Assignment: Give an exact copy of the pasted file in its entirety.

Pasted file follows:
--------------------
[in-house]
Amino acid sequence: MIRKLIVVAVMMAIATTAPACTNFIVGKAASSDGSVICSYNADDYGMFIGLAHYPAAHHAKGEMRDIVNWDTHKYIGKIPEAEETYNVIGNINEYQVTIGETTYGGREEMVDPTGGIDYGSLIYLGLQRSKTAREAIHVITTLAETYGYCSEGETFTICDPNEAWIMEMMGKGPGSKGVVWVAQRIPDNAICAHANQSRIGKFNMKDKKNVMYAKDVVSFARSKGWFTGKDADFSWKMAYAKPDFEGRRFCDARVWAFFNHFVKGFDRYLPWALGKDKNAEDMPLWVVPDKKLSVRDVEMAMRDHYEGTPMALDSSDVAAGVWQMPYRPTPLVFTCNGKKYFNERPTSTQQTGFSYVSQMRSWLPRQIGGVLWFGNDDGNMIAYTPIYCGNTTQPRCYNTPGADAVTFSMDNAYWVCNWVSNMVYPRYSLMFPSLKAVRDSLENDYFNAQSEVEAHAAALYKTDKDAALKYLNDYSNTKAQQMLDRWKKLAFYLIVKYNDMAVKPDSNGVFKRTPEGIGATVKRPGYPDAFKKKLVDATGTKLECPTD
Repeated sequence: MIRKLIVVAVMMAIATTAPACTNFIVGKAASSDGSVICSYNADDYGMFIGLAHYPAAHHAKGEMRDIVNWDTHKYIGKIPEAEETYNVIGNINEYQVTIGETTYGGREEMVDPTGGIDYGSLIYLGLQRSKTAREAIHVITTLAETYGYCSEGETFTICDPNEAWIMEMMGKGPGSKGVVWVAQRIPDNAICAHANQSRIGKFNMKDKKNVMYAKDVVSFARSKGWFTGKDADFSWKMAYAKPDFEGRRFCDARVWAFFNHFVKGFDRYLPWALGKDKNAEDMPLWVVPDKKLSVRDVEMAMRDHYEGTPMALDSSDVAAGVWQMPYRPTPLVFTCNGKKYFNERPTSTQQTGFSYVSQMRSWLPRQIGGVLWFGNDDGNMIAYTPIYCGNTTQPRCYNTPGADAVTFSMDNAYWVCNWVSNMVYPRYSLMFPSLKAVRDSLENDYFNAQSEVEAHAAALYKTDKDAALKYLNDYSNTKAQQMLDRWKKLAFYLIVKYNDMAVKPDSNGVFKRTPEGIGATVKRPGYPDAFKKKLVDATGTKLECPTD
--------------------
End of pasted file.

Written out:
[in-house]
Amino acid sequence: MIRKLIVVAVMMAIATTAPACTNFIVGKAASSDGSVICSYNADDYGMFIGLAHYPAAHHAKGEMRDIVNWDTHKYIGKIPEAEETYNVIGNINEYQVTIGETTYGGREEMVDPTGGIDYGSLIYLGLQRSKTAREAIHVITTLAETYGYCSEGETFTICDPNEAWIMEMMGKGPGSKGVVWVAQRIPDNAICAHANQSRIGKFNMKDKKNVMYAKDVVSFARSKGWFTGKDADFSWKMAYAKPDFEGRRFCDARVWAFFNHFVKGFDRYLPWALGKDKNAEDMPLWVVPDKKLSVRDVEMAMRDHYEGTPMALDSSDVAAGVWQMPYRPTPLVFTCNGKKYFNERPTSTQQTGFSYVSQMRSWLPRQIGGVLWFGNDDGNMIAYTPIYCGNTTQPRCYNTPGADAVTFSMDNAYWVCNWVSNMVYPRYSLMFPSLKAVRDSLENDYFNAQSEVEAHAAALYKTDKDAALKYLNDYSNTKAQQMLDRWKKLAFYLIVKYNDMAVKPDSNGVFKRTPEGIGATVKRPGYPDAFKKKLVDATGTKLECPTD
Repeated sequence: MIRKLIVVAVMMAIATTAPACTNFIVGKAASSDGSVICSYNADDYGMFIGLAHYPAAHHAKGEMRDIVNWDTHKYIGKIPEAEETYNVIGNINEYQVTIGETTYGGREEMVDPTGGIDYGSLIYLGLQRSKTAREAIHVITTLAETYGYCSEGETFTICDPNEAWIMEMMGKGPGSKGVVWVAQRIPDNAICAHANQSRIGKFNMKDKKNVMYAKDVVSFARSKGWFTGKDADFSWKMAYAKPDFEGRRFCDARVWAFFNHFVKGFDRYLPWALGKDKNAEDMPLWVVPDKKLSVRDVEMAMRDHYEGTPMALDSSDVAAGVWQMPYRPTPLVFTCNGKKYFNERPTSTQQTGFSYVSQMRSWLPRQIGGVLWFGNDDGNMIAYTPIYCGNTTQPRCYNTPGADAVTFSMDNAYWVCNWVSNMVYPRYSLMFPSLKAVRDSLENDYFNAQSEVEAHAAALYKTDKDAALKYLNDYSNTKAQQMLDRWKKLAFYLIVKYNDMAVKPDSNGVFKRTPEGIGATVKRPGYPDAFKKKLVDATGTKLECPTD